Document Type: 
Document Number (FOIA) /ESDN (CREST): 
Release Decision: 
Original Classification: 
Document Page Count: 
Document Creation Date: 
November 4, 2016
Document Release Date: 
September 5, 2003
Sequence Number: 
Case Number: 
Content Type: 
PDF icon CIA-RDP96-00787R000100190001-2.pdf4.47 MB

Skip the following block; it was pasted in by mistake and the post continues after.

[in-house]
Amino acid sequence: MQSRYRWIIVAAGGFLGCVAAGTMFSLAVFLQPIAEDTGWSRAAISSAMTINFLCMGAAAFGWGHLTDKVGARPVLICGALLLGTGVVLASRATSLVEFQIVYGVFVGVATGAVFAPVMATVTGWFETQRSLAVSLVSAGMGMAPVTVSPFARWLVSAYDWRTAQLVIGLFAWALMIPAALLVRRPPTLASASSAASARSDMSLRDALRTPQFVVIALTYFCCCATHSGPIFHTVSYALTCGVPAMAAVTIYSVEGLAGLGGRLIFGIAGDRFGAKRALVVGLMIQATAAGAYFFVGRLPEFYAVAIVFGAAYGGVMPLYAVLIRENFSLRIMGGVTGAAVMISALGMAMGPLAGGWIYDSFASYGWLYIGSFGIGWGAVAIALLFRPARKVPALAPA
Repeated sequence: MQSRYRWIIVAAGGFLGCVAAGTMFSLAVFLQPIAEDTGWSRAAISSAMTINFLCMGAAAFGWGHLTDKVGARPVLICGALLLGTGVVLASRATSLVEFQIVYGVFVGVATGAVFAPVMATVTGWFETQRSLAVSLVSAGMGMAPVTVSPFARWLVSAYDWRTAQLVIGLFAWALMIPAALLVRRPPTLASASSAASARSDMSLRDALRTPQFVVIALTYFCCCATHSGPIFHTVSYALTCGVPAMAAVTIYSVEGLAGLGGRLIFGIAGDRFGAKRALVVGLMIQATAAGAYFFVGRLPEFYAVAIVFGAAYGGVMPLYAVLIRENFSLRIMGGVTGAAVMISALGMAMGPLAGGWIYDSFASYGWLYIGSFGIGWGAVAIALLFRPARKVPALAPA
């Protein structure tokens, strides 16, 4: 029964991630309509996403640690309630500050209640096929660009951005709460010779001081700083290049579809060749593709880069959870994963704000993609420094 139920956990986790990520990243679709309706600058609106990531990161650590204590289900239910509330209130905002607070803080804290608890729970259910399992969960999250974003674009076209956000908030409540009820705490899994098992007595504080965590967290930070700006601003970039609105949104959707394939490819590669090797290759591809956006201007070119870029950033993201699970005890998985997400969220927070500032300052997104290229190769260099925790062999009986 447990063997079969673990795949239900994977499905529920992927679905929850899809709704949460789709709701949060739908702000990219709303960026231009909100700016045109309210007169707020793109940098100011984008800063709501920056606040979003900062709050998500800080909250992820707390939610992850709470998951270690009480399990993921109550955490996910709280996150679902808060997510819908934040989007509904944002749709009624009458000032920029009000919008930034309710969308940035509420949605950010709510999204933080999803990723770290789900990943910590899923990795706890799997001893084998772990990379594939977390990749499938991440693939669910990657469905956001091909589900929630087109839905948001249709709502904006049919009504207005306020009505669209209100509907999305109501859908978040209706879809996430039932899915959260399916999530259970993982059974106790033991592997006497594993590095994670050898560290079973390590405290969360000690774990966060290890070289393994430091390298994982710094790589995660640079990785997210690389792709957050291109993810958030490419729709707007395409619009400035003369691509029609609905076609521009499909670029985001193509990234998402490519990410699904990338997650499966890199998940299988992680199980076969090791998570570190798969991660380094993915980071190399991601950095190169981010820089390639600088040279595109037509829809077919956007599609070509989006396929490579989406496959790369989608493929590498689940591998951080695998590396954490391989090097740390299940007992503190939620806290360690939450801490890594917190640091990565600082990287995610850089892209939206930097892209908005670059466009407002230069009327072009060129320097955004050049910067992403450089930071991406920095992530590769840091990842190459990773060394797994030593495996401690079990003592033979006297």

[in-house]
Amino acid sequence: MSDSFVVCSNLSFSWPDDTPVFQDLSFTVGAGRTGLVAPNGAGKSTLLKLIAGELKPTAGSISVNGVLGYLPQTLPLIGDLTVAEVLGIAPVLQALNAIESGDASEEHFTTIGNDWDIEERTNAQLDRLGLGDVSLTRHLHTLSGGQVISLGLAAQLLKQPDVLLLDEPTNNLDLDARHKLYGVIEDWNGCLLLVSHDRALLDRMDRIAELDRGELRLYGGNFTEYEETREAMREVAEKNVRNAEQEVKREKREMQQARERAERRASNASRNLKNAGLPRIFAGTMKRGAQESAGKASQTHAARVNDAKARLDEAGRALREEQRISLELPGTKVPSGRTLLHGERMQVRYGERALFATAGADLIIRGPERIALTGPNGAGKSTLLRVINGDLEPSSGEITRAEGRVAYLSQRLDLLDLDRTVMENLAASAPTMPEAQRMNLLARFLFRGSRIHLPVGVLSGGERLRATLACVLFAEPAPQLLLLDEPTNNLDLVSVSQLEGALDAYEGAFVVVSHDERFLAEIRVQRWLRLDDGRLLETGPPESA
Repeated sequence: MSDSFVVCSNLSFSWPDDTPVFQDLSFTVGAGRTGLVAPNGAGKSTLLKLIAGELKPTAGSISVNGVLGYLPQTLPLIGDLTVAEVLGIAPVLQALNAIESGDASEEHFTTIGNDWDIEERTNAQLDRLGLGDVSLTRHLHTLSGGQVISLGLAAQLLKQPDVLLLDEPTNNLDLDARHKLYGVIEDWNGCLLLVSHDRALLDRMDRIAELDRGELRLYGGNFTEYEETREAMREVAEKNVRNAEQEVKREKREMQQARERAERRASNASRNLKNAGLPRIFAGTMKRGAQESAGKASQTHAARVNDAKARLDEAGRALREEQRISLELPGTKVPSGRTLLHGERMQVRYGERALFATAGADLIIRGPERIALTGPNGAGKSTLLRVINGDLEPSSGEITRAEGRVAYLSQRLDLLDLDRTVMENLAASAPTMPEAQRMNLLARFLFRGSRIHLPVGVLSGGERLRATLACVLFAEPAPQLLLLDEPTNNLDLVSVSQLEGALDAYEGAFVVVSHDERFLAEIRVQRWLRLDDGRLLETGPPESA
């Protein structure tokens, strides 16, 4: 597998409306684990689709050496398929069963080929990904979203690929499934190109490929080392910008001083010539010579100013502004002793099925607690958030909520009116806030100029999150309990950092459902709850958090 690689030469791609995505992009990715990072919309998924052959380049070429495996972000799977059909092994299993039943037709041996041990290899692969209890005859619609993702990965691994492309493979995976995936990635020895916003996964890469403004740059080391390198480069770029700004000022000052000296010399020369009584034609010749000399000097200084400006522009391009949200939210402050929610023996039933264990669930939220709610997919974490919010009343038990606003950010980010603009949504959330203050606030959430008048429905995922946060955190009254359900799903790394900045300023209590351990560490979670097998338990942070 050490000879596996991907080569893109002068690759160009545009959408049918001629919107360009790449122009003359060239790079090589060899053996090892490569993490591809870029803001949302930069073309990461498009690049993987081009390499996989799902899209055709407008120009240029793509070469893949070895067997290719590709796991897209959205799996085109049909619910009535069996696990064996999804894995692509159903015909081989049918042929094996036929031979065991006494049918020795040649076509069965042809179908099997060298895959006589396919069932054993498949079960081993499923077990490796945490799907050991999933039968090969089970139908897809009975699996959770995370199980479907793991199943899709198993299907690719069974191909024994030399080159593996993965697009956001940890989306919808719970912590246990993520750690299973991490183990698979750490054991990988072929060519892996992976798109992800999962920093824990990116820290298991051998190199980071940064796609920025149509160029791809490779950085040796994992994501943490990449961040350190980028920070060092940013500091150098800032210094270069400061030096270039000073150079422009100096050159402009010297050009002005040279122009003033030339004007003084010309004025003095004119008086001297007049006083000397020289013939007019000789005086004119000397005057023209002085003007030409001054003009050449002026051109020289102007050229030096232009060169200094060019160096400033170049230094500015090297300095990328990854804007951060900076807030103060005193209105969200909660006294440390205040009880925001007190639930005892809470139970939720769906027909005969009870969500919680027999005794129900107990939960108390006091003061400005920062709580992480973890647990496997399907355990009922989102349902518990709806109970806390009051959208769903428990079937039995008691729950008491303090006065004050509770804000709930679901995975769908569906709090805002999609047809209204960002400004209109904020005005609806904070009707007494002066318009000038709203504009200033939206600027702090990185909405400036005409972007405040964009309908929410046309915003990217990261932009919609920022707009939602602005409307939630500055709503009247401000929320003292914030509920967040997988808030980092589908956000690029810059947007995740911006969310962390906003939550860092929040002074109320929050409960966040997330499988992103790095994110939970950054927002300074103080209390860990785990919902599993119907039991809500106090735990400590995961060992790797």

Approvelhf4or Release 2003/09/10 : CIA-RDP96-W87R000100190001-2 A RES'E.1%Rar Pa:GRA!' 1;'::OSE GOAL IS TO UN1L3IGUOUSLY /-) RESOLVE TIE QUEL:.-3TION PS TO tc:1-LET= OR NOT \ i,...../ c tC. r-NL?, ,-- , Ix, ? k ,, .... \ .--- l.o -I- DIRECT BRAIN PERCEPTION and DIRECT BRAIN ACTION EXIST Submitted by Captain Edgar D. Mitchell, USN prepared by Henry (Andri:ia) Puharich, M.D., rrlitor /-,,,//_c 7w,7e,---,0,"/A>s-lz ge,7- d47-ive-?-5, /19 7ZAteka/20P /0,4.4?72 X /9 /4/44fGli Appi7ved For Release 2003/09//19:/91foRM0e007,874461-606604462e 7--e; 5- 7 -S- i E eC 7s ApprovellinFior Release 2003/09/10 : CIA-RDP964141787R000100190001-2 Preface This pronosel represents the editor's collation of the thoughts and feelings of same forty-two men and women from many disciplines who have been trying to ration- alize the phancerelTan of direct brain action. In addition to many informal conferences, they have ret in two formal conferences. The first was the international Conference on acploring the Energy Fields of Yen, NOverber 19 7 22, 1973,. seonSorad 137 `.?airf,Nrrieht Eouse, Rye, New York, and Life Energies Research, Inc. New York, New York. The second was the Twentieth Annual International Conference, Parapsychology Today: A Geographic View, August 25 - 27, 1971, St. Paul de Vence, A.M. France, sponsored by the Parapsychology Foundation, Inc., New York, New York. ? The ideas expressed at these conferences are now ? beginning to crystallize as the result of two events. The first is 4-1;0 ascovery of a person, Uri Geller, who. has . been able to reocatebly deronstrate under rigid scientific eon'-rol the nover -f Airect brn4r. sctien. The se-er/i event grows out of Captain Edgar D. Yitchell's unofficial Apollo 14 ESP experirent. Captain Yitdlell has undertaken to robilize and organize the resources required to study direct brain action-. Mr. Geller has agreed to be one of the first of several experLlental subjects for this study These two events are now being brought to the attention of the scientists above mentioned in order to exerine the experimental and theoretical problers involved. The present proposal represents a first draft atter nt by the editor, and is now being circulated for review, criticism, and consensus. The editor takes the sole responsibility at this time for :this draft proposal. It will be several months before the Scientific Advisory Conrittee, and Research Committee are fully formal, and inforred, and: can assure responsibility for a _Final Proposal under Section VI, Program Alpha, Phase II, and a long tem Pesearch Plan and Program. If the editor has taken any undue liberties in reporting, formulating con- cepts, or use of neres, or institutions, he has done so solely in the interests of expediting the formulation of a research program, and hunbly requests understanding for any trane.grecczienq fhni- may have occurred. Andrija Puhaxieh, M.D. Approved For Release 2003/09/10 : CIA-RDP96-00787R000100190001-2 Approvetleldor Release 2003/09/10 : CIA-RDP96-8/1187R000100190001-2 Abstract This proposal deals With the general problem of the interaction of mind with raterial systems, and more specifically with the action of mind .upon material systems which is called direct brain action (MA). A 24 year old Israeli rale has been investigated under field rese.,7.1rcl conditions for six months, and it has been concluded that he possesses the power of direct brain action. It is now proposed to bring him into a laboratory situation to be studied by a group of scientists. An exparinental des5Lqn is proposed which should iyIld an uTbicuous answer to the question as to whether or not direct brain action exists as a part of the laws of nature.. Preliminary data and conclusions With respect to DBA indicate that this power can be a useful tool with which to re-examine some of the basic laws of physics. The rather simple a:?',-;->3r-1=-Its proLosed herein would apt>ear to have profound implications for the clarification of basic theories about the universe, and the place of ran within such theory.; Appi9ved For Release 2003/09/10 : CIA-RDP96-00787R000100190001-2 Approve/14dpi. Release 2003/09/10 : CIA-RDP96-4/087R000100190001-2 Contents Preface ? . . page b .. Abstract page c I. Introduction to the Research Program page 1 II. Introduction to the Status of Scientific Parapsychology page 3 III. Proposed Research Program . . . . page 11 IV. Inzvediate Research Program : . page 17 V. Results of Program Alpha -- Phase T . . . page 19 VI. Program Alpha, Phase II Research Design . page 29 VII. Anticipated Outcome and Further Research . . page 34'. Appendices . ? a ? page i. ILLEGI SGFOIA3 Approved For Release 2003/09/10 : CIA-RDP96-00787R000100190001-2 Approve*tor Release 2003/09/10 : CIA-RDP96-9,Q,787R000100190001-2 INTDODUCTION 10 Tim. 1-,ESFAR71.1 P1OBLE4 We are so accustomed to getting information about the world at'ound us through seeing, hearing, touching, and other natural or z.vtifioial sensors that it rarely occurs to us that this may not be t11-% only way to receiving knowledge. When we want to do something, to c-ry out an action, we do it through our muscular system -- the tc,nz;ue, the hand, the feet, etc. It rarely occurs to us that personal acL.ion may be carried out by any other mans than these transducer systems. ? Yet the rodern technic-rue of direct brain stimulation (DES) has shown that it is possible to stiJ,:lulate the brain directly with electrical pulses to produce a sensation, or to initiate an involun- tary action. D3S is a state-of-art laboratory technique today which will be increasingly used in the future in practical applications. There are still other direct brain effectSwhich are not state- of-art, and in fact ray be considered- rare. In the world today there are people, perhaps in the hundreds, who claim an extraordinary capa- bility for direct perceptionof informaticn, and direct bicenorgy action. on raterial systaa-s. Direct perception ray he defined as the . acquisition of inforration by a person by direct brain perception (DDP),. i.e. without stLcmiation of the sensory eh=nels or any other? knoc..n bio-transducer. Direct bioenerqy tr.?^- ray be defined as the initiation ofa physical effect by direct brain action (DBA) with- out using any known physical interaction processes. There is cmlpirical as well as some experimental evidence- to - shew?rthat DER and DaA powers exist- in eertain-pco-ole. -These people are little understood by humanity at large, and more specifically less so by science. Yet it is believed by stuents of those phenomena that a kr,41gledge of, and -control over such human powers, is of the greatest consequence to mankind. - ToLy has this field of knowledge -been so neglected if it is of such great- irortance- for man's welfare? 1 1. Scientists Who have examined the evidence for direct brain action (DEW believe that the phenomenon is of basic inpartanee, and mustibe studied intensively in order to find out if known laws of nature are involved (electrcmagnetism, gravitation, etc.) or whether we h4ve the opportunity to discover a new law of nature, A clear resOlution of this one .problem would do mare to mobilize the interest and resources of science and philosophy tcr.ard answering a basic question than any other approach now known. Sce'tts i- +-he 11F.,-",,3 have rf,comized thr, pressing irportance of.thse cu-stionq, particularly ti o quettion of "ean thought rove an cbjeCt?", N'nile scientists in the usA, generally, speaking, have not. roved For Release 2003/09/10 : CIA-RDP96-00787R000100190001-2 2. ApproveWor Release 2003/09/10 : CIA-RDP96-64787R000100190001-2 rft aountries, and the need not., and should not lag in research ro:;sible application of 12',]:?A. The I.TE.,;\ particularly has lagged because coneryatives in the f.ciontifie establislyt.cnt havL. held to the taboo that these subjects lend thez?,-,elves to -scientific study.-. Blat twenty years. ago. it. w,-ts held that hypnosis -could not be handled scientifically, yct this. taLK)so has been broken by the pioneering work of 7:rons, Wolberg, etc.- Fifte-an years ago it was held that. Iran's sex life -could not be studied scientifically, and. this taboo has been abolished by the. pioneering - urrk of lansey, and by ,1::Isters? ce-id Johnson. ? 11?on. years ago it as be- lieved by many scientists.. that ran could not survive in the vacuum and 2,-,ro-cTravity of space; this _taboo died when .a :ran stepped onto the...sur- .. face of the moon. Five years -ago it was hold that man could not live without his own heart, and w%:3 are now watching this taboo sludy vanish as surgeons transplant human hearts., and mZ.ical engineers design im- pl,,ntable artificial -hearts. Tcxlay it is still ext-Lretrt?lv difficult to have. any -research results in Da:? and DBP accepted and in scientific journals. Yet there are many competent and prestigious scientists who are activzly - interested in this kind of research, and who are willing to devote nore of their time and effort in a well-organized major scientific effort. - in the next two sections we will briefly describe the. nature of the scientific work .that,has .been done. in MA and MP, where .we stand today,. and \.:aat could be done to advance basic scientific knowledge. Approved For Release 2003/09/10 : CIA-RDP96-00787R00010019000,1-2 3. Approvederor Release 2003/09/10 : CIA-RDP96-61087R000100190001-2 II. INTPDDUCTION '10 THE STATUS OF sca-amric PARAPsycnaurY A number of historical events have occurred which may give - birth to a scientific approach to 'MP and DEA. me observation of th- Count de Puyscgur that his 'thoughts" could put another person in hypnotic trance (1765) cuLnlinated, in Charcot's e: